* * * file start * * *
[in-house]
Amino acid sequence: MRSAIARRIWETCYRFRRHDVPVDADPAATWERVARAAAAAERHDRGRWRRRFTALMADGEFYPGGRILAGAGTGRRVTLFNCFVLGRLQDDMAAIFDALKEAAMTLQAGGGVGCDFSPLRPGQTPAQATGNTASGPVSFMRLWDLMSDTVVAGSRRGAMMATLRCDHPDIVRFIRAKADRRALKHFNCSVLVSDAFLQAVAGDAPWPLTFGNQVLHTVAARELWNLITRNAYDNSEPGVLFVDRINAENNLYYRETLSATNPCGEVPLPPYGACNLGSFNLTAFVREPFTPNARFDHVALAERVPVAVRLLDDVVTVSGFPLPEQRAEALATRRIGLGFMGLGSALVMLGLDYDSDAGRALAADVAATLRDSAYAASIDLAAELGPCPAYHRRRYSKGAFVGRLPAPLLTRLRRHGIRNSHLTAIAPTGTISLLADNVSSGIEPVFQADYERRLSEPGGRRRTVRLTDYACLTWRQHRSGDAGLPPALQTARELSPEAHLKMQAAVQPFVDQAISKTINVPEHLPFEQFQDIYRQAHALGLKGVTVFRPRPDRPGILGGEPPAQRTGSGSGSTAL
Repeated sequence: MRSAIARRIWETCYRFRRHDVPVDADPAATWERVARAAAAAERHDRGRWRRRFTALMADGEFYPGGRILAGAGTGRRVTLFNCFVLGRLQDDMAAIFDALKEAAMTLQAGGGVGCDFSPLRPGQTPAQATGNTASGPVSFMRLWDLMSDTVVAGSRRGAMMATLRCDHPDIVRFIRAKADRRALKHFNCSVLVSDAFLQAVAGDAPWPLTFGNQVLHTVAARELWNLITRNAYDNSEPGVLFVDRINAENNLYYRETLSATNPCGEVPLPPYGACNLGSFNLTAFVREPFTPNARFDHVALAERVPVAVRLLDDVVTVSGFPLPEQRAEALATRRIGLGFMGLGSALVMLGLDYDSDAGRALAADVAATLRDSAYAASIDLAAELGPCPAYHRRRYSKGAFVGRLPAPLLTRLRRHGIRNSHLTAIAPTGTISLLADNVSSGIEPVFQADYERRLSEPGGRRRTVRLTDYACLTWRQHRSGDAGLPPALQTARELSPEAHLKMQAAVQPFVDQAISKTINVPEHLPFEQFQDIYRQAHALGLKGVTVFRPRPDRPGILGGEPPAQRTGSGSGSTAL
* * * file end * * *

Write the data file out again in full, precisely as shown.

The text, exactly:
[in-house]
Amino acid sequence: MRSAIARRIWETCYRFRRHDVPVDADPAATWERVARAAAAAERHDRGRWRRRFTALMADGEFYPGGRILAGAGTGRRVTLFNCFVLGRLQDDMAAIFDALKEAAMTLQAGGGVGCDFSPLRPGQTPAQATGNTASGPVSFMRLWDLMSDTVVAGSRRGAMMATLRCDHPDIVRFIRAKADRRALKHFNCSVLVSDAFLQAVAGDAPWPLTFGNQVLHTVAARELWNLITRNAYDNSEPGVLFVDRINAENNLYYRETLSATNPCGEVPLPPYGACNLGSFNLTAFVREPFTPNARFDHVALAERVPVAVRLLDDVVTVSGFPLPEQRAEALATRRIGLGFMGLGSALVMLGLDYDSDAGRALAADVAATLRDSAYAASIDLAAELGPCPAYHRRRYSKGAFVGRLPAPLLTRLRRHGIRNSHLTAIAPTGTISLLADNVSSGIEPVFQADYERRLSEPGGRRRTVRLTDYACLTWRQHRSGDAGLPPALQTARELSPEAHLKMQAAVQPFVDQAISKTINVPEHLPFEQFQDIYRQAHALGLKGVTVFRPRPDRPGILGGEPPAQRTGSGSGSTAL
Repeated sequence: MRSAIARRIWETCYRFRRHDVPVDADPAATWERVARAAAAAERHDRGRWRRRFTALMADGEFYPGGRILAGAGTGRRVTLFNCFVLGRLQDDMAAIFDALKEAAMTLQAGGGVGCDFSPLRPGQTPAQATGNTASGPVSFMRLWDLMSDTVVAGSRRGAMMATLRCDHPDIVRFIRAKADRRALKHFNCSVLVSDAFLQAVAGDAPWPLTFGNQVLHTVAARELWNLITRNAYDNSEPGVLFVDRINAENNLYYRETLSATNPCGEVPLPPYGACNLGSFNLTAFVREPFTPNARFDHVALAERVPVAVRLLDDVVTVSGFPLPEQRAEALATRRIGLGFMGLGSALVMLGLDYDSDAGRALAADVAATLRDSAYAASIDLAAELGPCPAYHRRRYSKGAFVGRLPAPLLTRLRRHGIRNSHLTAIAPTGTISLLADNVSSGIEPVFQADYERRLSEPGGRRRTVRLTDYACLTWRQHRSGDAGLPPALQTARELSPEAHLKMQAAVQPFVDQAISKTINVPEHLPFEQFQDIYRQAHALGLKGVTVFRPRPDRPGILGGEPPAQRTGSGSGSTAL